China announced a new policy this month that aims to reduce corruption and control the price of pharmaceuticals by effectively requiring there to be at most one distributor between the pharmaceutical manufacturer and the end hospital.
The National Health and Family Planning Commission, in coordination with seven other Chinese ministries, issued the Opinions on the Implementation of the Two-Invoice System in Drug Procurement by Public Medical Institutions (for Trial Implementation) (“Two-Invoice Opinions”) on January 9, 2017. Covington’s translation is available here.
The Two-Invoice Opinions, which are focused on reducing both prices and corruption, require that during the distribution process from a manufacturer to the hospital, a total of only two tax-valid invoices, or fapiao, may be issued. One invoice is issued by the manufacturer to its distributor, and another invoice is issued by the distributor to a hospital.
The Opinions contain limited exceptions for exclusive distributors and for intra-company transfers between a distributor and its controlled subsidiaries. In essence, the new Opinions do not contemplate the multi-level distributor/sub-distributor models that many global pharma companies have implemented in China.
(For more about tax invoices (fapiaos) in China, particularly how they can be misused for fraud and corruption, please see our earlier series.)
Under the new Opinions, hospitals must request and check both the invoice issued by the distributor and photocopies of the invoice from the manufacturer. The practical effect of this requirement should be to both reduce overall prices to hospitals — by reducing one or more layers of distributors — and also to give hospitals and regulators visibility over the margins enjoyed by distributors.
The Two-Invoice Opinions, which have been under discussion for several years, are part of a broader package of healthcare reforms announced in late December 2016. The Two-Invoice Opinions are being implemented first in 11 provincial-level areas and 200 pilot cities. Although the Opinions apply only to pharmaceuticals, some provinces reportedly have been implementing similar policies for medical devices. Implementation is currently encouraged but not mandatory in other areas, but a nationwide mandatory rollout is expected in 2018.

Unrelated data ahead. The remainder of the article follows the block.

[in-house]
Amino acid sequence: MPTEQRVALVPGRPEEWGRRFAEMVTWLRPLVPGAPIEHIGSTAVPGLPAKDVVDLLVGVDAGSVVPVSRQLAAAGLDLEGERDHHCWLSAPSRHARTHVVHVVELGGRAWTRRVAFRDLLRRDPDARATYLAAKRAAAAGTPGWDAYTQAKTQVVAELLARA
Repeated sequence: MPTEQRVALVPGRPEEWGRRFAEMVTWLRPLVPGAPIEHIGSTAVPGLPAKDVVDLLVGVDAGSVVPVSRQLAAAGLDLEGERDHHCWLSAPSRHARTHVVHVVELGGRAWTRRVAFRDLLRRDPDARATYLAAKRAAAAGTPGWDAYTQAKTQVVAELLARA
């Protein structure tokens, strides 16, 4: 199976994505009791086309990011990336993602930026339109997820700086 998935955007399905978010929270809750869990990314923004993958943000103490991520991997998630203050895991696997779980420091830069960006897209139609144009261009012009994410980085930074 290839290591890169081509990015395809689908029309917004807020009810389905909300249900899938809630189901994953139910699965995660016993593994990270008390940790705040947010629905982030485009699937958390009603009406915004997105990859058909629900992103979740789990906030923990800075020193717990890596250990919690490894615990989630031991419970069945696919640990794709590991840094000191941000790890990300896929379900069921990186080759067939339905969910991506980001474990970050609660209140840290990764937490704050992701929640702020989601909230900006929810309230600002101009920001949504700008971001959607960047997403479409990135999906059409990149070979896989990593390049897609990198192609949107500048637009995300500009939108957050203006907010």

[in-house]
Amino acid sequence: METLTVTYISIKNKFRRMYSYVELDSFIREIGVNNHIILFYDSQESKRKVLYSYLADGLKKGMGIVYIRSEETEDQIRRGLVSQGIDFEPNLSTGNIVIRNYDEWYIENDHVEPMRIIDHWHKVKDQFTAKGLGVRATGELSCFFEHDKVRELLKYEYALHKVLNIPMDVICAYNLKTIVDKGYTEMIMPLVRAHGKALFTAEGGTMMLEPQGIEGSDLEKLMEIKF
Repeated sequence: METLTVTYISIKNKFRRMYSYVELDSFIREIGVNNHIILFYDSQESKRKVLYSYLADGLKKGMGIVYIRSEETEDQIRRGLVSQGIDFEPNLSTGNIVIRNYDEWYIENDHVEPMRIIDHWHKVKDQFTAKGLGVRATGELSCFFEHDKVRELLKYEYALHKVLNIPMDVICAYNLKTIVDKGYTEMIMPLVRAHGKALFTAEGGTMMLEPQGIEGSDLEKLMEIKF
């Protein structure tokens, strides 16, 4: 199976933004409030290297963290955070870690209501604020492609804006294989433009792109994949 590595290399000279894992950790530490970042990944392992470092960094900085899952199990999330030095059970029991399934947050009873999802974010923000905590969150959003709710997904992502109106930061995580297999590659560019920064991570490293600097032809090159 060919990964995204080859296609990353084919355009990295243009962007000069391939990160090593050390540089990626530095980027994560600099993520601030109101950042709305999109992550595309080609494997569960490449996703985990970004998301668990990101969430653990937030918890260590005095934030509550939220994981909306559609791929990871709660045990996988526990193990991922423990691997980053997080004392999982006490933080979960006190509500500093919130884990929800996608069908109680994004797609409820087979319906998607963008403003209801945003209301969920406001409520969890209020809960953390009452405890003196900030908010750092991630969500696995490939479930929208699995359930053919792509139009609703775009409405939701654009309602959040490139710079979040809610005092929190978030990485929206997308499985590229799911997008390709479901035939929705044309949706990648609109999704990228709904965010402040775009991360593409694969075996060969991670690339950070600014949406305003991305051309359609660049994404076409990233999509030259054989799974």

The immediate effect of this regulation on pharmaceutical companies in China depends on the sales model. The sales model for some large multinational pharmaceutical companies and their joint ventures in China has been a de facto two-invoices system: from manufacturers to distributors (typically large logistic companies with extensive sales and logistic networks covering broad geographic areas in China), and from distributors to end hospitals.
The sale price from manufacturers to logistic companies are typically around 95 percent of the final sales prices to hospitals, with the logistic companies earning around a 3-8% margin for the services they provide. Some companies might also have market penetration in certain remote areas where second-tier (or even third-tier) distributors are necessary. In that case, the Two-Invoice Opinions might require those companies to transact directly with local distributors, which, in our experience, are usually smaller and less likely to be concerned with compliance.